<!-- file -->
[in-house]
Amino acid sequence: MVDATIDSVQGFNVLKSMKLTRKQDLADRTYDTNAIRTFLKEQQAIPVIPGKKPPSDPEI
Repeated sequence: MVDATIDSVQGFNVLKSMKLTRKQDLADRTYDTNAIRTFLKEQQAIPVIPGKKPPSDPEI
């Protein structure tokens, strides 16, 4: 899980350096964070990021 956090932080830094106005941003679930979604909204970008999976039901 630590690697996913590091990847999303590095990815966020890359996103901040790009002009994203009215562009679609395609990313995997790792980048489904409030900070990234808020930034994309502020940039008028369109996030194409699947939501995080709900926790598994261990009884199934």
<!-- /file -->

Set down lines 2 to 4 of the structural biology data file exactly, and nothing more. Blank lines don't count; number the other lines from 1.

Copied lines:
Amino acid sequence: MVDATIDSVQGFNVLKSMKLTRKQDLADRTYDTNAIRTFLKEQQAIPVIPGKKPPSDPEI
Repeated sequence: MVDATIDSVQGFNVLKSMKLTRKQDLADRTYDTNAIRTFLKEQQAIPVIPGKKPPSDPEI
């Protein structure tokens, strides 16, 4: 899980350096964070990021 956090932080830094106005941003679930979604909204970008999976039901 630590690697996913590091990847999303590095990815966020890359996103901040790009002009994203009215562009679609395609990313995997790792980048489904409030900070990234808020930034994309502020940039008028369109996030194409699947939501995080709900926790598994261990009884199934």